Reviews for Night Watch

by Jayne Anne Phillips

Copyright © Kirkus Reviews, used with permission.

Set in West Virginia during and after the Civil War, Phillips’ book takes as given that slavery was evil and the war a necessity, focusing instead on lives torn apart by the conflict and on the period’s surprisingly enlightened approach toward care of the mentally ill. The novel’s pitch-perfect voice belongs to ConaLee, observant and loving but also a scrappy survivor. Initially, ConaLee knows only that she was born in 1861 after her father “went away” and that her mother loves books. When a frightening man shows up years later calling himself “Papa,” ConaLee assumes he’s her father. He is not, but he stays and tyrannizes ConaLee’s mother until she suffers mental and physical collapse. Then he dumps now 12-year-old ConaLee and her mother at the Trans-Allegheny Lunatic Asylum and disappears. Here readers’ assumptions about 19th-century psychiatric care are tested. The asylum’s founder follows the real-life Dr. Thomas Story Kirkbride’s theory of “moral treatment,” which included empathetic compassion on the part of the staff along with activity and fresh air for the patients. His humane approach was accepted, even prevalent in its day. Here, the asylum becomes the catalyst for characters to uncover identities lost, hidden, or unknown. ConaLee’s lineage, revealed piecemeal, exemplifies a complex world in which names change, sometimes more than once. Her mother grew up the daughter of a plantation owner. He disapproved of the boy she loved because he was supposedly “shack Irish,” the nephew of the girl’s Irish nursemaid. The nursemaid kept secret that he was not her relation but a slave’s half-Black orphan. Fleeing to Appalachia in 1861, the young lovers married under an assumed name before ConaLee’s father joined the Union Army. After surviving a head wound in battle, he lost all memory of his past and started a new life with a new name…guess where. Yes, expect coincidences and convolutions, but Phillips pulls them off with gorgeous prose, attention to detail, and masterful characters. Haunting storytelling and a refreshing look at history. Copyright © Kirkus Reviews, used with permission.

Publishers Weekly
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Exquisite attention to detail propels a superb meditation on broken families in post–Civil War West Virginia from Phillips (Lark and Termite). In 1874, 12-year-old ConaLee and her mute mother, Eliza, are delivered to the Trans-Allegheny Lunatic Asylum in Weston by an abusive man known to ConaLee as Papa, who has sold off the pair’s possessions. Papa assures ConaLee that the asylum will cure Eliza; before he departs, he also reveals he is not ConaLee’s father. Mother and daughter are welcomed by night watchman O’Shea, a Union Army veteran who lost his eye in battle. As her health improves, Phillips oscillates between 1874 and 1864 to fill in narrative puzzles, explaining Eliza’s quiet nature, the origins of Papa in their lives, the identity and fate of ConaLee’s real father, and O’Shea’s injury. A profound sense of loss haunts the novel, and Phillips conveys a strong sense of place (describing the asylum, she writes, “There was noise and commotion, all of a piece, like off-pitch music”). The bruised and turbulent postbellum era comes alive in Phillips’s page-turning affair. Agent: Lynn Nesbit, Janklow & Nesbit Assoc. (Sept.)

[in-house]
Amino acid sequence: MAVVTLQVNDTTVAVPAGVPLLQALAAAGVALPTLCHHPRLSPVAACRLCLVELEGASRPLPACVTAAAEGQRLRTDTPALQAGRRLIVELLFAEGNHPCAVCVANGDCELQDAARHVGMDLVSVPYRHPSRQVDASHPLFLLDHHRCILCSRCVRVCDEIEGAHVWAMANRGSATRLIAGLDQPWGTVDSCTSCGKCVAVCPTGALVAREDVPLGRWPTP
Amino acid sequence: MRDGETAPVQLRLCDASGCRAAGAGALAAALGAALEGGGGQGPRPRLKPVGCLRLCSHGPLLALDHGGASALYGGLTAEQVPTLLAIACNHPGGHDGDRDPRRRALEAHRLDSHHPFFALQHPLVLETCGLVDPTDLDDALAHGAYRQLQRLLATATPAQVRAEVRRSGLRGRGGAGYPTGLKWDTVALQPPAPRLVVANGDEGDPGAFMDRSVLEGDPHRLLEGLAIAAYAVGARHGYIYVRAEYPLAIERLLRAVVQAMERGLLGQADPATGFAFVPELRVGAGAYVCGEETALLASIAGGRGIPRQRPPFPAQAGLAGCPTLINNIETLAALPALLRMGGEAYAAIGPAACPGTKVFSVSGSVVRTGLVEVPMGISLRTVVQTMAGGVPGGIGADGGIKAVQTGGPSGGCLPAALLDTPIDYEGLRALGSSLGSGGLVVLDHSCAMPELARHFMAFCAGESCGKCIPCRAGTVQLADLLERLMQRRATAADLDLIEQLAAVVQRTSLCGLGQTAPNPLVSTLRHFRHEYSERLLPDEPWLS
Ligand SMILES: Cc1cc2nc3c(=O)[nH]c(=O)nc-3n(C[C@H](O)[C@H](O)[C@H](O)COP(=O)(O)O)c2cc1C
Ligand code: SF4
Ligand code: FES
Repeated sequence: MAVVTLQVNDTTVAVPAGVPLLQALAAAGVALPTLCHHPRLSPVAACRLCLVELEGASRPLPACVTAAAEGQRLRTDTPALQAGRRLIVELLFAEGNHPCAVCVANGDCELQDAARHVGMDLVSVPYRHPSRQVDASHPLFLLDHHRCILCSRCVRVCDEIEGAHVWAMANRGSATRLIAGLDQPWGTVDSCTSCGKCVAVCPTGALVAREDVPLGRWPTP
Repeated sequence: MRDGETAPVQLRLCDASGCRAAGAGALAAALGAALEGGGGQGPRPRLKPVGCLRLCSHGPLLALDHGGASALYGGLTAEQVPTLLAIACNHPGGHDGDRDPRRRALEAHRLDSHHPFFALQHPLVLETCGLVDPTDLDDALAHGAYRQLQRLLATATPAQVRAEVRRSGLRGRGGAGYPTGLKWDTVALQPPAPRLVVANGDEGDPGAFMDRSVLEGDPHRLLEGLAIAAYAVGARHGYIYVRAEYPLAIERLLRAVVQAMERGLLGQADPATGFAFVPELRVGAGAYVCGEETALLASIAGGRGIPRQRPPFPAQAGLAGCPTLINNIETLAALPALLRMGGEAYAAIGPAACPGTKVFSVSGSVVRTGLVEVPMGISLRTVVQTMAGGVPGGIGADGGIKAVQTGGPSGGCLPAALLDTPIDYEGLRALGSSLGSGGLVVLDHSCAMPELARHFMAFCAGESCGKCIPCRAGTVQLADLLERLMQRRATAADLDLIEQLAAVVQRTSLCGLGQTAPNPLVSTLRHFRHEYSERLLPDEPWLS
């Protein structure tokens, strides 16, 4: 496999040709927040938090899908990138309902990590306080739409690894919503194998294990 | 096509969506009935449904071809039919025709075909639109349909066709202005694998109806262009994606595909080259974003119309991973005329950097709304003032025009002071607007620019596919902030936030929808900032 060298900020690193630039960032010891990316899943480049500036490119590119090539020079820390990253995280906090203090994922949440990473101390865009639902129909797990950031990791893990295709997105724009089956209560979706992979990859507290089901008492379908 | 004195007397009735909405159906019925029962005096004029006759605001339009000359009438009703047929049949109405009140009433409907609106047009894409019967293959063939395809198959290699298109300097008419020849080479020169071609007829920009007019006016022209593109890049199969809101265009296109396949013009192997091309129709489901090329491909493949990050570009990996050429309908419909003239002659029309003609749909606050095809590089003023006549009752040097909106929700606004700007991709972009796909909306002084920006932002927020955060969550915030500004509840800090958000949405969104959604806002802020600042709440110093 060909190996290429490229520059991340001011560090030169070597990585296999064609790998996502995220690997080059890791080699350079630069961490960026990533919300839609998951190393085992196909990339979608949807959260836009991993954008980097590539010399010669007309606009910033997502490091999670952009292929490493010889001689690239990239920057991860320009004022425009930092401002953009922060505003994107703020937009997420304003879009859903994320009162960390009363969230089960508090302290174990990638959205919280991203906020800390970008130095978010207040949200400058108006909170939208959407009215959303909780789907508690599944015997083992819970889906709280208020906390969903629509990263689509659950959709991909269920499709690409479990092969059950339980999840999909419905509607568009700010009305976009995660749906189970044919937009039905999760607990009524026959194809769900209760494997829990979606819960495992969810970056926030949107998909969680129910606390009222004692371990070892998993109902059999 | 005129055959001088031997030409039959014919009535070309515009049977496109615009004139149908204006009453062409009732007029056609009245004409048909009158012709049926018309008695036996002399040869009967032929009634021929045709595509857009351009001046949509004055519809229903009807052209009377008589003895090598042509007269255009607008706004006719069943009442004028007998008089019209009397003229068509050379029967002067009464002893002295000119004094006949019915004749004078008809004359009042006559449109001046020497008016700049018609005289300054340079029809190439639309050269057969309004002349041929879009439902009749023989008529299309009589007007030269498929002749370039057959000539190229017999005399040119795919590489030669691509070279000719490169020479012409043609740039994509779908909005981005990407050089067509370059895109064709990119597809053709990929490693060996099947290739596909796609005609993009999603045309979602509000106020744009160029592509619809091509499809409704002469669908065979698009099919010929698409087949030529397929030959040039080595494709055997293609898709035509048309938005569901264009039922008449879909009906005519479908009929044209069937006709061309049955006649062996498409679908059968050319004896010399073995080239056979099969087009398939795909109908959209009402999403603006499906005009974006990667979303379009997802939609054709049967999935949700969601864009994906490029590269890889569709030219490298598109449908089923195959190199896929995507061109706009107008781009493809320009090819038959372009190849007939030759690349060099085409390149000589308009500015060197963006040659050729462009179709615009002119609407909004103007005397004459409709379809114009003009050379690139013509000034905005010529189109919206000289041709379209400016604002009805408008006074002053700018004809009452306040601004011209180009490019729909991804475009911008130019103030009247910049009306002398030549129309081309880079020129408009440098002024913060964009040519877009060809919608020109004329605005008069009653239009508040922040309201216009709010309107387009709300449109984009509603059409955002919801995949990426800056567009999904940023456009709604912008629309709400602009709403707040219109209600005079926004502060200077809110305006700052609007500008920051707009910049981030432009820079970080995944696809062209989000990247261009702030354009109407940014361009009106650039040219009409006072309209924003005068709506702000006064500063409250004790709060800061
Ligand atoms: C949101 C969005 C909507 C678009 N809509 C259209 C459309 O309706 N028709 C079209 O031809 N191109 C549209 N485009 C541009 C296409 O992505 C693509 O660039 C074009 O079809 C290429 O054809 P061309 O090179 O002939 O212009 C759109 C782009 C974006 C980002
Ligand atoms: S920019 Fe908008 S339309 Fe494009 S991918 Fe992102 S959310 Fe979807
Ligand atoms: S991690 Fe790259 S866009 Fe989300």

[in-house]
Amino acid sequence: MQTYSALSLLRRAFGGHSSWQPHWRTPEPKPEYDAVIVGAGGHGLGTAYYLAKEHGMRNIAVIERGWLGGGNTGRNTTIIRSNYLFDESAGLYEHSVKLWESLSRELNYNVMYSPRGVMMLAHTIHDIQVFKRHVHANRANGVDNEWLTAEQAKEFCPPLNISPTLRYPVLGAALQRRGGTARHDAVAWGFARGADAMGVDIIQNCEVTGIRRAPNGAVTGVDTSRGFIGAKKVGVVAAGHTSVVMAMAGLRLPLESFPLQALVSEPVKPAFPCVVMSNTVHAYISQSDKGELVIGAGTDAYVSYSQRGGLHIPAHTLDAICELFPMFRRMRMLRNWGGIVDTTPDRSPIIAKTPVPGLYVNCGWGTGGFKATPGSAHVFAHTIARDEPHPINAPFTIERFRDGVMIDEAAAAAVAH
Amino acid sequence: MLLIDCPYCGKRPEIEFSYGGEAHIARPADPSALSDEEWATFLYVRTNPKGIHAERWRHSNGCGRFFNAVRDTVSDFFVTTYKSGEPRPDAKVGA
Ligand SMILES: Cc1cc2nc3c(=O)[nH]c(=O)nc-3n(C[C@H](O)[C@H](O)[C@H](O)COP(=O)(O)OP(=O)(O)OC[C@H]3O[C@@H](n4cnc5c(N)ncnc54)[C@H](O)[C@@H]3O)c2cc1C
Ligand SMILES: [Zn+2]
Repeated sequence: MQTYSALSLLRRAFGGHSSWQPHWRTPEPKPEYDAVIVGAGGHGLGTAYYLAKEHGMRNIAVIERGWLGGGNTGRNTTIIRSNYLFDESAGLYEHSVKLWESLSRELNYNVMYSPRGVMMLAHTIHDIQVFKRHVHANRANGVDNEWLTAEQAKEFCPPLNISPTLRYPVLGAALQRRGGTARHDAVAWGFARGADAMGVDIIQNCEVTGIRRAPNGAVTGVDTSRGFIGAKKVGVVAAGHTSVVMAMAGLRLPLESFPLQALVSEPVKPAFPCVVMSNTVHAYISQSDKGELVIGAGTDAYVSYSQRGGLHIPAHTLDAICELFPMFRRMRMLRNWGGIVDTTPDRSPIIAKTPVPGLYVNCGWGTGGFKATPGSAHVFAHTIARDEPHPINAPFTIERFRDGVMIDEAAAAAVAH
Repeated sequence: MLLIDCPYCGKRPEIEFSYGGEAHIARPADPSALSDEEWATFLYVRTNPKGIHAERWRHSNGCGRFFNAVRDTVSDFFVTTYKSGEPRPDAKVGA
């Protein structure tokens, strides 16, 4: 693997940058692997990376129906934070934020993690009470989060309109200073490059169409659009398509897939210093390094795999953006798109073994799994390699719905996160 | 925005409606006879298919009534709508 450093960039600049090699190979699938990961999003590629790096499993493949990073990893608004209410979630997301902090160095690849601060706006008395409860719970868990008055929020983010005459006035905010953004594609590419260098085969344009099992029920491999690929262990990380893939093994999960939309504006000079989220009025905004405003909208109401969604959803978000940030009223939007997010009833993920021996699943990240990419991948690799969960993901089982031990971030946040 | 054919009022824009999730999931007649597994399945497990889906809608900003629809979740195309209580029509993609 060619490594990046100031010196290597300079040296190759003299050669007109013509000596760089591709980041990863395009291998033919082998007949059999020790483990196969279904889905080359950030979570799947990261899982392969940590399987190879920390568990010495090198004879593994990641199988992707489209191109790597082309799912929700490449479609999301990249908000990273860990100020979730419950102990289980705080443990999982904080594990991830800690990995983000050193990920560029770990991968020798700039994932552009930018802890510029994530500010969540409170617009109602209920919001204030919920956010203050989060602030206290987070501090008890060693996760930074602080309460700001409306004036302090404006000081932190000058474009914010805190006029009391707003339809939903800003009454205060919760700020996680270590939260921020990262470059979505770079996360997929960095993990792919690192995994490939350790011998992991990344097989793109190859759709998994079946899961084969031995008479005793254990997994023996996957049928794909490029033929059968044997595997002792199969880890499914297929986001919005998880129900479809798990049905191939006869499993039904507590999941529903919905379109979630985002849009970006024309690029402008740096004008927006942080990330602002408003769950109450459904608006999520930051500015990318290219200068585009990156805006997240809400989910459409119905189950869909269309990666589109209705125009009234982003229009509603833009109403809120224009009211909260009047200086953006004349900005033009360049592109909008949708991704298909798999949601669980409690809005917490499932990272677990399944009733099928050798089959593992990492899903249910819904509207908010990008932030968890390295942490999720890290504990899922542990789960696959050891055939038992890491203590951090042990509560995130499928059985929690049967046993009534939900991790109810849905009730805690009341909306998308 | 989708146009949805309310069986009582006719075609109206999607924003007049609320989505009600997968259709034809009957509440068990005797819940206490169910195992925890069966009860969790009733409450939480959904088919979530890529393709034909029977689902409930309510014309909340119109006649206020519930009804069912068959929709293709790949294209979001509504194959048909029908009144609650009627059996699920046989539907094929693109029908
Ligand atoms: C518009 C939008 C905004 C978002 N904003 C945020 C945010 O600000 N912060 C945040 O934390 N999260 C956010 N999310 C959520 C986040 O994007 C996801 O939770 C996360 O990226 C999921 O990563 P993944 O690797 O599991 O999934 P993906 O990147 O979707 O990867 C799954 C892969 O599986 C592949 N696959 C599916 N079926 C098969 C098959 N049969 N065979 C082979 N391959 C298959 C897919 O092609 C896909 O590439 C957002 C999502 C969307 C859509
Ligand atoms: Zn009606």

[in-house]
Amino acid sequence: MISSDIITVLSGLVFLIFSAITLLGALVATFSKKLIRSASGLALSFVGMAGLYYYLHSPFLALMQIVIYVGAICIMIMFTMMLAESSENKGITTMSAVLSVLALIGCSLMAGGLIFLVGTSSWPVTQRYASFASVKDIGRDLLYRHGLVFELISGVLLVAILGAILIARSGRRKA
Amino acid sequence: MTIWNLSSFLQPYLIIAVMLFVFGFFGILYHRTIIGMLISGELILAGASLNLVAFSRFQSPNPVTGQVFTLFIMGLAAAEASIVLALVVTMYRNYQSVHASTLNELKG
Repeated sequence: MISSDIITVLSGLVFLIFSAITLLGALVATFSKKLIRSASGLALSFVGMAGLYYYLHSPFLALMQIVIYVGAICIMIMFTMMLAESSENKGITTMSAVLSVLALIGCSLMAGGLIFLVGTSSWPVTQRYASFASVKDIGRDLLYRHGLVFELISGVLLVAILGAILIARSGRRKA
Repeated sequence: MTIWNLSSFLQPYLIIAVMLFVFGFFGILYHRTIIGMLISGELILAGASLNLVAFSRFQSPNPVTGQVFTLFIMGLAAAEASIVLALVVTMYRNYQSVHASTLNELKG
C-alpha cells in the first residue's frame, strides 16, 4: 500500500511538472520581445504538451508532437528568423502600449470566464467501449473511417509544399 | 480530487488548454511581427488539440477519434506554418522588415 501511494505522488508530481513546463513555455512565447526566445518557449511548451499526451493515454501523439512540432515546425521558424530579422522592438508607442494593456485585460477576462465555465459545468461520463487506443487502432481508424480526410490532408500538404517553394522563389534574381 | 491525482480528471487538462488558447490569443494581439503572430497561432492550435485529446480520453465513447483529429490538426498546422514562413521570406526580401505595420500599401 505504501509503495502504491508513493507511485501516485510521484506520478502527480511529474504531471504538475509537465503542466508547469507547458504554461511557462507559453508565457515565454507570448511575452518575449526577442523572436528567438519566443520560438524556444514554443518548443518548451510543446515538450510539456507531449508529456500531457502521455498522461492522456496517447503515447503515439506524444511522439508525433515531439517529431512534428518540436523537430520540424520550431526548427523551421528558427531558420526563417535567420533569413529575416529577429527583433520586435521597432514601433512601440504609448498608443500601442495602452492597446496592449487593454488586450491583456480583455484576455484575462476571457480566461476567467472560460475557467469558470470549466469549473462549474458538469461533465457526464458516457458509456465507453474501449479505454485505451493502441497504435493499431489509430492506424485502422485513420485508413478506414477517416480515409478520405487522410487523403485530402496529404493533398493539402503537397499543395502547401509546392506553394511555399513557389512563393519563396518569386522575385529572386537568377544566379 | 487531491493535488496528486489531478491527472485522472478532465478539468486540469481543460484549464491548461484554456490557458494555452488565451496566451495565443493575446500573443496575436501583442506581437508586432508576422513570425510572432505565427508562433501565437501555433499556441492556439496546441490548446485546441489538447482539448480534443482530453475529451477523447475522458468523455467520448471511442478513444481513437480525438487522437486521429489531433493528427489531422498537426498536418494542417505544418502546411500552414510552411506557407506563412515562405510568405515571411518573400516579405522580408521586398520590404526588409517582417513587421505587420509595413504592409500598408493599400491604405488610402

Book list
From Booklist, Copyright © American Library Association. Used with permission.

Phillips (Quiet Dell, 2013) excels in crafting original takes on human circumstances, like mother-daughter relationships and women’s vulnerabilities and resilience. Her setting here is equally striking: the Trans-Allegheny Lunatic Asylum in rural West Virginia. In 1874, 12-year-old ConaLee and her mother, Eliza, whom trauma has rendered mute, are dropped off there by a man ConaLee calls Papa, although he isn’t her father. They are brought inside by the night watchman, one of many characters with a hidden past. Contrary to reader expectations, the facility (an actual place) provides humane treatment for mental illness. Posing as her mother’s maid, ConaLee sees her make improvements under the compassionate doctor’s care. The story unflinchingly reveals the tragedy that befell them after Eliza’s husband never returned from the Civil War, and how a wandering con man invaded their isolated mountain sanctuary. We also learn about Eliza’s and her husband’s origins. From vivid battle scenes to the asylum’s social refinements, the historical milieu comes alive in all its facets as Phillips evokes the enduring bonds of both blood and chosen families.